Taking Care of Yourself

1. Be very gentle with yourself. 
While your impulse may be to blame yourself for what's happened, resist the urge. There are simply forces in life and nature that cannot be controlled. Beating yourself up about what you could have, would have, should have done is counterproductive to healing.

2. Get plenty of sleep.
For some parents, all they want to do is to sleep. Others find themselves pacing the floors at night and staring blankly at the TV. The death of a child takes an extreme toll on the body. Science has shown that a loss of this magnitude is similar to a major physical injury, [3] so you absolutely need rest. Give in to the urge to sleep if you have it; otherwise, try to establish a nighttime routine--warm bath, herbal tea, relaxation exercises--that can help ease you into a good night's sleep.

3. Remember to eat. 
Sometimes, in the days immediately following your child's death, relatives and friends may bring you food so that you don't have to cook. Do your best to eat a little each day in order to keep up your strength. It's difficult to deal with negative emotions and everyday activities when you're physically weak. Eventually, you may have to return to making your own meals. Keep it simple. Bake a chicken or make a big pot of soup that can last for a few meals. Find healthy takeout options in your neighborhood and restaurants that will deliver to your home.

4. Stay hydrated.
Whether or not you're finding it difficult to eat, try to drink at least eight glasses of water a day. Sip on a cup of soothing tea or keep a refillable water bottle with you. Dehydration is physically taxing, and your body is already being taxed enough.

5. Use alcohol in moderation and stay away from illegal drugs.
While it's understandable that you may want to blot out the memory of your child's death, excessive use of alcohol and drugs can aggrevate depression and create a whole new set of problems to deal with.

6. Use prescription medication under a doctor's orders only.
Some parents find that a sleep aid is a necessity, and that anti-anxiety or anti-depression medication helps them better cope. There are many varieties of these medications, and finding the right one that works best can be a daunting task, and one best undertaken with the help of a physician. Work with your doctor to find what works for you and to make a plan for how long you'll be on medication.

7. Re-evaluate your relationships if they become hurtful.
It's not uncommon for friends to pull away during this grieving period. Some people simply do not know what to say, and those that are parents may feel uncomfortable with the reminder that the loss of child is possible. If friends urge you to "get over" your grief and try to hurry you through your grieving process, set boundaries with them regarding what is and isn't an acceptable topic for conversation. If necessary, distance yourself from those who insist on dictating your grieving process.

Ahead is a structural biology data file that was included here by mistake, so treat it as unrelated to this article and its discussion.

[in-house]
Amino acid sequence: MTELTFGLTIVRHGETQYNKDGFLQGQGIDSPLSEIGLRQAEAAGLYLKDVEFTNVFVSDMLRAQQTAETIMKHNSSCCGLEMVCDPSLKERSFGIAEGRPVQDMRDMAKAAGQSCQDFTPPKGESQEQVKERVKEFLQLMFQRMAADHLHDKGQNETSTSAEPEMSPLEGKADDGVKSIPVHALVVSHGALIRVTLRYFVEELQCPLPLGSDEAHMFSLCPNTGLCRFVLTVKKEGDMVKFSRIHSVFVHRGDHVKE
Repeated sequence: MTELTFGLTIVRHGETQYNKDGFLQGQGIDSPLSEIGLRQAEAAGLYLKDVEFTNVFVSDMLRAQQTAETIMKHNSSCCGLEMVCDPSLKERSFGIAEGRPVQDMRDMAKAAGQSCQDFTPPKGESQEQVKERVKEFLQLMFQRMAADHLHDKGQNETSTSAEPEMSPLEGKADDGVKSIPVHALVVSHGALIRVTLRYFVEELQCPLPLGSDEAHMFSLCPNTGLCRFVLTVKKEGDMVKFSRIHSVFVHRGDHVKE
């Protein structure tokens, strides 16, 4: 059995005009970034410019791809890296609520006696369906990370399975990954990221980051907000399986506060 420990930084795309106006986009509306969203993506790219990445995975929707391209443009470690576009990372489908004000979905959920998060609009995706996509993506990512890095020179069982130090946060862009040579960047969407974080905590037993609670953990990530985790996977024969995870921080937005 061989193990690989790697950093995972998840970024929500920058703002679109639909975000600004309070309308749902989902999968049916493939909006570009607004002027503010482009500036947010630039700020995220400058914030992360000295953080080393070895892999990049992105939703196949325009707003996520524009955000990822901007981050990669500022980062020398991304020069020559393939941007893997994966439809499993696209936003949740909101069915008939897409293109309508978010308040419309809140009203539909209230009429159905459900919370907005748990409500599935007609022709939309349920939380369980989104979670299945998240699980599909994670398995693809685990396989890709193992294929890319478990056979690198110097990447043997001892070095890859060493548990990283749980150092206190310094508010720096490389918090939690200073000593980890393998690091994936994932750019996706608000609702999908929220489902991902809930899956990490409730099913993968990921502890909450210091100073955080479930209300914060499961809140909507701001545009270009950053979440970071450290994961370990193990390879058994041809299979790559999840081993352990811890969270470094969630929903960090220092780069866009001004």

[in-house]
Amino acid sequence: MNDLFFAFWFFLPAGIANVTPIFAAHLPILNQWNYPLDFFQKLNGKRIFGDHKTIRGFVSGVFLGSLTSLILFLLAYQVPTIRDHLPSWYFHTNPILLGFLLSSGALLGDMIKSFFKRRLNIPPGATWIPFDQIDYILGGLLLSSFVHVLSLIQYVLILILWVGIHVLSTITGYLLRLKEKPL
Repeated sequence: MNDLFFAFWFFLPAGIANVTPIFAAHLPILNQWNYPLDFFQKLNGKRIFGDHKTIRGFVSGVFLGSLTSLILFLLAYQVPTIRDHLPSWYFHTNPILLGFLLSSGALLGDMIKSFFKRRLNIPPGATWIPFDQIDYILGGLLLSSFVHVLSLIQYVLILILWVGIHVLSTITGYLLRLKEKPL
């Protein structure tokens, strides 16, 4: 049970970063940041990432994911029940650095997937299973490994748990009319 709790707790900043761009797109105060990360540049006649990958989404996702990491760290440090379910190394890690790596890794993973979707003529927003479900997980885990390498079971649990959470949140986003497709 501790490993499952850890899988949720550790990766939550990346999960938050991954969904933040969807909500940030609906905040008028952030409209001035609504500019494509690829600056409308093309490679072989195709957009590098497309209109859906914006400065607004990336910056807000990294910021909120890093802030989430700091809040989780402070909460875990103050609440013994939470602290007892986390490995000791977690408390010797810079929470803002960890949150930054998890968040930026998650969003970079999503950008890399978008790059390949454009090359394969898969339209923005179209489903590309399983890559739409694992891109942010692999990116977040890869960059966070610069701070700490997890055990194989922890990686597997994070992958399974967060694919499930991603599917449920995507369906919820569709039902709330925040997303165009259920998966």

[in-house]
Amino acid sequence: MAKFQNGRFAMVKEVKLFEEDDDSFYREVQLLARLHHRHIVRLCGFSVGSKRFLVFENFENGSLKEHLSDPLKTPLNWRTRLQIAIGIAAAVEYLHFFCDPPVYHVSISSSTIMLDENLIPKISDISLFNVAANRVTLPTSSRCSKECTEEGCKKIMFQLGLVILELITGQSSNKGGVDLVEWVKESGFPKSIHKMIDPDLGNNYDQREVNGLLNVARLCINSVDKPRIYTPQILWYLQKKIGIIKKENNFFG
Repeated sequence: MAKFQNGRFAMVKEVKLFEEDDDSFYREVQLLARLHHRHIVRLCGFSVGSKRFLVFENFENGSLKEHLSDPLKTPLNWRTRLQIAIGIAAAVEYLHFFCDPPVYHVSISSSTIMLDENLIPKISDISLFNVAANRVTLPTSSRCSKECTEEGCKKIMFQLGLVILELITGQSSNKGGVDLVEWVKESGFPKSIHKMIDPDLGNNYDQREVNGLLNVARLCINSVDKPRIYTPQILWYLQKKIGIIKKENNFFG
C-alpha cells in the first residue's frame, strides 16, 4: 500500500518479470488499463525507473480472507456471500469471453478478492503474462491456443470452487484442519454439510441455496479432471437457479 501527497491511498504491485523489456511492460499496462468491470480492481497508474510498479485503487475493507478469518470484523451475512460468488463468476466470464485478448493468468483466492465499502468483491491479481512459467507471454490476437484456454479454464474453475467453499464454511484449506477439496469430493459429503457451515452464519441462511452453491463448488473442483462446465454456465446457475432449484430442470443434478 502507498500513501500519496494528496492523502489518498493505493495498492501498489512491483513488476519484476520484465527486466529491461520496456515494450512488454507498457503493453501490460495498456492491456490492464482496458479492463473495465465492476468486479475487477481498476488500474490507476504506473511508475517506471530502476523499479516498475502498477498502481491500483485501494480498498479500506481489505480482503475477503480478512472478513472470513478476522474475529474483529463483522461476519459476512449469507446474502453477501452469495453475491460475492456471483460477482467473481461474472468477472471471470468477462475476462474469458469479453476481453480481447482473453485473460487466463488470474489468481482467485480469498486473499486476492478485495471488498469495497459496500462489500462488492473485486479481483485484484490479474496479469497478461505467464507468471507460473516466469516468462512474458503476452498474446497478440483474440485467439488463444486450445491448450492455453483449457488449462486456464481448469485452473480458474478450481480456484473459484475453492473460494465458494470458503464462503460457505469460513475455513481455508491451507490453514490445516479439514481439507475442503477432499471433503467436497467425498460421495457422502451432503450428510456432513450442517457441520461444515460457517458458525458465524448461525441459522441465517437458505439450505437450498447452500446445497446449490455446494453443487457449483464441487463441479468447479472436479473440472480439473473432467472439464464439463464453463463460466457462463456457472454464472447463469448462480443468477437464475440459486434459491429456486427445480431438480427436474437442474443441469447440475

Honoring Your Child's Memory

1. Host a memorial gathering.
A couple of weeks after the funeral or at a time that feels right to you, invite friends and loved ones to a party or dinner in honor of your child. Make this gathering about sharing the good memories everyone has. Invite people to share stories and/or photos of your son or daughter. The gathering can be at your home or choose a place your child loved--a park, playground or community center.

2. Set up a web page.
There are companies that provide web space where you can share photos and videos of your child and even record his or her life story. You can also create a Facebook page that memorializes your child and restrict access so that only family and friends can see it.

3. Create a scrapbook.
Gather photos of your child, artwork, report cards, mementos and organize them in a scrapbook. Write captions or stories to go with the photographs. This scrapbook is something you can look at when you want to feel close to your child. It's also a way to help younger siblings learn about their brother or sister.

4. Make a memorial donation.
You can provide funds for a project in the name of your child. For example, you may be able to donate to your local library asking them to purchase books in honor of your child. Depending on their policies, they may put a special label in front of the book with your child's name on it. Think about activities and organizations that represent the kinds of things your child liked or cared about.

5. Set up a scholarship.
You can contact the development office at a university or work with a community foundation to set up a scholarship fund. You need about $20,000 to $25,000 to endow a scholarship that pays out $1,000 every year, but each institution sets its own rules.[4] A scholarship fund also give your friends and family a way to honor your child by making a contribution.

6. Become an activist.
Depending on the circumstances of your child's death, you may want to get involved with an organization that calls attention to a particular cause or advocates for changes to our legal system. For example, if your child was killed by a drunk driver, you might want to join Mothers Against Drunk Driving (MADD). Be inspired by John Walsh. After his six-year-old son Adam was murdered, he went on to help sponsor legislation to toughen laws on those convicted of violence against children and hosted a TV show focused on catching violent criminals.

7. Light a candle.
October 15 is Pregnancy and Infant Loss Remembrance Day, a day to honor and remember babies who died during pregnancy or as newborns. At 7 p.m. on that evening, participants around the world light a candle and keep it burning for at least an hour. Because of different time zones, the result is what's been described as "a wave of light that spans the globe."[5]